But I have to ask, given the Board of Regents' awesome powers of oversight, what proofs they considered in making this statement? I, for the life of me, cannot imagine one shred of evidence to support this claim.
In my complaint I even presented evidence of lies that a university employee was emailing to her supervisors... yet still this lack of curiosity from the oversight agency? Hmmmm...
|"...including numerous remediation efforts...||Again... WHAT!!?? Show me one slip of evidence that the Iowa Board of Regents received from the University of Iowa during their no-doubt responsible investigation that describes a "remediation effort."|
|"...and offers of alternative living arrangements which you declined."||
OK. Someone's taken WAY TOO MANY psychedelic drugs here.
NO SUCH THING ever happened and there's absolutely no way that anyone
at the UI can offer any proof of this. It wouldn't be difficult,
say a copy of an email or a letter...
It appears that, in matters of the Iowa Board of Regents' oversight, the term "responsible" can occasionally be confused with "gullible."
|Not actually a
but I don't have a "disingenuous" image.
|"The University, since 2009, has implemented a process whereby a Phase I inspection is conducted on the property prior to purchase. In addition, an environmental audit is conducted on all properties prior to rental and includes an inspection for asbestos, lead, mold/indoor air quality and radon."||
I've asked for a rule change to allow tenants to call upon third party housing inspectors,
like city and county health officials, to inspect Regents rentals --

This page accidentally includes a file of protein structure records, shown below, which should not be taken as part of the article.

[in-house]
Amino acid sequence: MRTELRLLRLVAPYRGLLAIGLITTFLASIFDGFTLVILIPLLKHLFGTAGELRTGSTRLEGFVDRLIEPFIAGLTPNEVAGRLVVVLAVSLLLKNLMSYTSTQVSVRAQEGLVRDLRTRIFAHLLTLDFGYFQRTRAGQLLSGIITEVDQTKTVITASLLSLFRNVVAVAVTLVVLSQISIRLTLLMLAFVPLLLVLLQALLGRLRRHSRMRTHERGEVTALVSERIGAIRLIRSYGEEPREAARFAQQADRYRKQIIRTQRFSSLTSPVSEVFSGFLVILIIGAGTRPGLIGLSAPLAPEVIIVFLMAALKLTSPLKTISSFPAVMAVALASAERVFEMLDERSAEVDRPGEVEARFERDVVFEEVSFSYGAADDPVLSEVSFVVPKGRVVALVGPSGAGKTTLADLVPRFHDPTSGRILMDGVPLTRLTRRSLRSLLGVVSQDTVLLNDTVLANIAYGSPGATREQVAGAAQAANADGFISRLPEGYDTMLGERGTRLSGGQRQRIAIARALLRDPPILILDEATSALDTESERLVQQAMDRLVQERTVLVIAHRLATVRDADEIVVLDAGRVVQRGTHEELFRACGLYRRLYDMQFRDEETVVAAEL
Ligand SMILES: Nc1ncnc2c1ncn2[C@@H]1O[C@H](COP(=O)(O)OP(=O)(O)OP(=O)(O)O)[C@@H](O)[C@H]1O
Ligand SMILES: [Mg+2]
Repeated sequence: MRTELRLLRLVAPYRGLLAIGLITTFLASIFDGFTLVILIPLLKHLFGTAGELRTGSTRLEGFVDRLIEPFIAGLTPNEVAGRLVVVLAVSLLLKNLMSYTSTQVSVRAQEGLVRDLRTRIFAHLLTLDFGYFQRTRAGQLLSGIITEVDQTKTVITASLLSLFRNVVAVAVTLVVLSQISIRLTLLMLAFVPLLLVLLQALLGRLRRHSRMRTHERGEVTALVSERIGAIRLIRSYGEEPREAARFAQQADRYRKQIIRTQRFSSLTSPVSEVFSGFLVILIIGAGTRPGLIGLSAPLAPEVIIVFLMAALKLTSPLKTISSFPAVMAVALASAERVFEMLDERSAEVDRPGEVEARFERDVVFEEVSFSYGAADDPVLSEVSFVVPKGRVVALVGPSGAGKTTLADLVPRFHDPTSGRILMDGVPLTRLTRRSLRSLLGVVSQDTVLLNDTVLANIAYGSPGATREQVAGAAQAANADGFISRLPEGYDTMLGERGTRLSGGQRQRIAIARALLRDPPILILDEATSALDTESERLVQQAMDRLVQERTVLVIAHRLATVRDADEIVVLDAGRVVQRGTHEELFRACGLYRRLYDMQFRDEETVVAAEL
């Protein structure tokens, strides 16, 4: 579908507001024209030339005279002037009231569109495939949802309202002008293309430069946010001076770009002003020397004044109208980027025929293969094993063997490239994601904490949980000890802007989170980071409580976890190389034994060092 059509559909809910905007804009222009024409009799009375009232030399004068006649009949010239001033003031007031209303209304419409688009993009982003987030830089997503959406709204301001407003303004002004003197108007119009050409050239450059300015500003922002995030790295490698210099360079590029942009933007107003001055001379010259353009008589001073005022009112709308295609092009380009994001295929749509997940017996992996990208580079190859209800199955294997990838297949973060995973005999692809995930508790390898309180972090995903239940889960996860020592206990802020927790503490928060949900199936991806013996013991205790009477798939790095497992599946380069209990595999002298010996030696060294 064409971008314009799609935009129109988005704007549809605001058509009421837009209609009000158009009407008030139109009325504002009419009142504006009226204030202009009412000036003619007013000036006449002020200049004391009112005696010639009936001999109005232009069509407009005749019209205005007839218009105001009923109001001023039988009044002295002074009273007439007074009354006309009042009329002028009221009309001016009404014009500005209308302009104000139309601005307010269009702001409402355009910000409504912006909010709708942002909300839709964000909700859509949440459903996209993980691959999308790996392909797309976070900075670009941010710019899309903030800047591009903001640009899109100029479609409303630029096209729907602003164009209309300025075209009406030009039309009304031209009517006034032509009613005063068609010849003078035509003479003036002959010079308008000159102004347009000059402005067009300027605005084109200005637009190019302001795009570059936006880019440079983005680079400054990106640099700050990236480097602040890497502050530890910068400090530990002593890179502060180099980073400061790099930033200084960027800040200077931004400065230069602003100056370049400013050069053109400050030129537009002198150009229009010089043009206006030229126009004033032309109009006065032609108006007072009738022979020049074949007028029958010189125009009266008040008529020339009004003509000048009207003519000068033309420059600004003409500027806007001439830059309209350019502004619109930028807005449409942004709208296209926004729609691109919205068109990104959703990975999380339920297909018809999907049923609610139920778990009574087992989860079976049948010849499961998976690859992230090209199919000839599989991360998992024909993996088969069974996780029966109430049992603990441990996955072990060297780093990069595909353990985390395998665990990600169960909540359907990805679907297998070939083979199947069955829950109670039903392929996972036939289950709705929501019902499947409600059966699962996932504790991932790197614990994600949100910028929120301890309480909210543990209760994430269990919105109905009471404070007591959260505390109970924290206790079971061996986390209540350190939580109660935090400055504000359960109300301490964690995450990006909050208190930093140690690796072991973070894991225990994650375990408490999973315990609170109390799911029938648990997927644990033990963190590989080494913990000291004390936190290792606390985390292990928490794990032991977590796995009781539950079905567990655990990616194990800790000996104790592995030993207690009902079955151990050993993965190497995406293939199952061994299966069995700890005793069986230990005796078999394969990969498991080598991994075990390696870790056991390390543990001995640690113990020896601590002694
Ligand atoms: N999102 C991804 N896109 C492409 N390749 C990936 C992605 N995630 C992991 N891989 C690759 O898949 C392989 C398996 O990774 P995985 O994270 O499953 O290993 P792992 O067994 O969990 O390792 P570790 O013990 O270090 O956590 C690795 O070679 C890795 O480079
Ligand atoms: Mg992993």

just as they can call local police and fire services -- since
the Iowa Board of Regents are demonstrably incapable of providing
This ploy by the university and the Iowa Board of Regents pretends that the problems existed at the time the property was purchased.
When I walked through this lovely home prior to renting it, there was no indication of water infiltration or mold growth.
It was nine months of MISERABLE MAINTENANCE and blithely ignoring tenant complaints that caused the problem.
So, instead of biting the bullet and saying, "yeah, we screwed up and we want to adopt measures that protect the people living in our properties", the university and the Iowa Board of Regents prefer to keep operating outside the legal parameters that every other Iowa landlord must obey.
|So, my fellow citizen of Iowa, this is how it works.
The University of Iowa and the Iowa Board of Regents can screw things up and damage someone's health. Stuff happens. That's the cost of doing business. But instead of saying, "Sorry. Let us help to make things right", they will stonewall, lie, and drag discussions out in the hope that you will eventually drop the matter. Barring that, my counselors tell me, they will make a bargain on the courthouse steps for the few intrepid individuals who demand justice.
Meanwhile, they retain the right to police their own behavior. It's the fox guarding the hen house.
Years ago, where the University Business Office could have cleaned out some gutters and installed a sump pump for $2,000, they caused irreparable harm to my health. Where they could have apologized, cleaned up my stuff, changed a couple policies, and provided better oversight to their operations, they chose to lie and cause me further grief and economic harm.
Worse yet, the agency charged with oversight is perfectly willing and able to ignore a credible complaint from a credible citizen and instead play along with the legal denial game their hack attorneys advise. It's a shame. As far as I can tell, there is no adult in this room.
Yeah, I'm going to have to sue the institution. But at the same time, I want everyone who cares to know that the University of Iowa and the Iowa Board of Regents stoop to this sort of disreputable behavior for the sake a few bucks.
Viewed from any angle, it's simply poor stewardship.
-- Cliff Missen
Way too many details about my experience at 219 Melrose Court (including the gruesome photos...)